“Studies have shown that women with HIV have a higher prevalence of menopausal symptoms than women without HIV even at similar ages. In one large study, the most common symptoms of menopause among women with HIV were joint pain, hot flashes, exhaustion, and sleep disturbances,” Gandhi said.
If you’re HIV-positive, you may also find that your periods don’t change gradually – they might just stop altogether suddenly.
“Women with HIV are three times more likely to have absent periods, compared to those without HIV,” said Anna M. Powell, MD MS, an assistant professor of gynecology and obstetrics and co-director of the Johns Hopkins HIV Women’s Health Program at Johns Hopkins Medicine in Baltimore.
It’s possible, though, that a lack of menstruation actually has to do with another health issue. A University of British Columbia review found that in numerous studies, HIV-positive women reached menopause on average between 46 and 50 years old. Among the women who reached early menopause, a high percentage had primary ovarian insufficiency (POI), which can also cause periods to stop. (While POI is not a condition specifically linked to HIV, both conditions do link to osteoporosis.)
If you stop having periods, it’s a good idea to ask your doctor to test you for the cause of your amenorrhea, the medical term for missed periods. Your doctor can do a biochemical confirmation of menopause so you can then address any troublesome symptoms you’re having with the right treatment.
What Health Changes Should You Make to Address Both Menopause and HIV?
It’s important to focus on your overall health at this time. British researchers who treated HIV-positive women during their menopause transition found that these patients had a high rate of other conditions during menopause, which speaks to the need for women to manage HIV at this stage in their lives. Also, a multi-university research team found that menopause is linked to immune activation in women with HIV. This happens through dysfunction in the gut microbiome and can make women more likely to have HIV complications such as heart disease and cancer.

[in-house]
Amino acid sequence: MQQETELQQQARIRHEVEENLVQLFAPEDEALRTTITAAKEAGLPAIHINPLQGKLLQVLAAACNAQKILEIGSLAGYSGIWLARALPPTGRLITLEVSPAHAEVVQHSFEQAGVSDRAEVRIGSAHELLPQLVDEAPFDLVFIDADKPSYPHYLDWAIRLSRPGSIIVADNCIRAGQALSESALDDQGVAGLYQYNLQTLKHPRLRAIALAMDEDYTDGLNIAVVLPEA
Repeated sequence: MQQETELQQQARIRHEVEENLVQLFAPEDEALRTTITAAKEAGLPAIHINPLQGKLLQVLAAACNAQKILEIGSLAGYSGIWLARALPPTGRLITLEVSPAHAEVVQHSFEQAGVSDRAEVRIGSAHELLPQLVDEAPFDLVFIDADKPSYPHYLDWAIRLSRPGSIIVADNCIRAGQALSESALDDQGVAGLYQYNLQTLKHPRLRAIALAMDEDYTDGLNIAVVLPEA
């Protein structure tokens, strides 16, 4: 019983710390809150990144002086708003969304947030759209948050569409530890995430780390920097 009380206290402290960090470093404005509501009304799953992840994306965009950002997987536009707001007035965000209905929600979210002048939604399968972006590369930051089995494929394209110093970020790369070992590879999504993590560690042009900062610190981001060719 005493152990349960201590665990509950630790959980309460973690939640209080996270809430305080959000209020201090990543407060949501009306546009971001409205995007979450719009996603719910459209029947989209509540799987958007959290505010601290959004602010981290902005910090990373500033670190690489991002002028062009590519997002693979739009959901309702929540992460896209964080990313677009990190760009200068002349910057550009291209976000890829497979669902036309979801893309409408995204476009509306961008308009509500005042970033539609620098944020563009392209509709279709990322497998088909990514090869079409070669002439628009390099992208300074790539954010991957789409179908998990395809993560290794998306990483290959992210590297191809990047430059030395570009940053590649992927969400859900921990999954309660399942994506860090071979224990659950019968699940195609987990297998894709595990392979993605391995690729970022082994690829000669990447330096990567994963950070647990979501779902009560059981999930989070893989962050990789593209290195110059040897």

Making sure you’re eating a balanced diet is a great way to cut your risk for both of those diseases. Also, new research shows that HIV-positive women often lose weight instead of gaining it at menopause. This may be due to a reaction to antiretroviral therapy (ART), which uses standard HIV drugs. It’s key that while you take your HIV medication, you also get enough calories.
Drinking alcohol may not be right for you if you have HIV– especially excessive alcohol use. It’s important to discuss whether you can or should drink alcohol with your doctor.
Changing your medication is not something to worry about, most likely.
“Unless someone is on an older antiretroviral regimen containing certain protease inhibitors like fosamprenavir, or certain NNRTIs [non-nucleoside reverse transcriptase inhibitors] like efavirenz, HIV medications do not need to be adjusted,” said Powell.
To prevent osteoporosis, ask your doctor about upping your calcium intake – a vitamin D supplement may be right for you.
You most likely can take hormone replacement therapy for a brief period if you and your doctor feel that’s a good choice for symptom relief.
“Menopausal symptoms are undertreated and HRT is under-utilized in women with HIV,” Powell said.
Make the healthy choices that are right for you – you can feel better than ever.
“Safe and effective treatments for menopause are available,” Powell said. “With the advent of more tolerable and safe ART regimens, women with HIV are living well into their post-menopausal years.”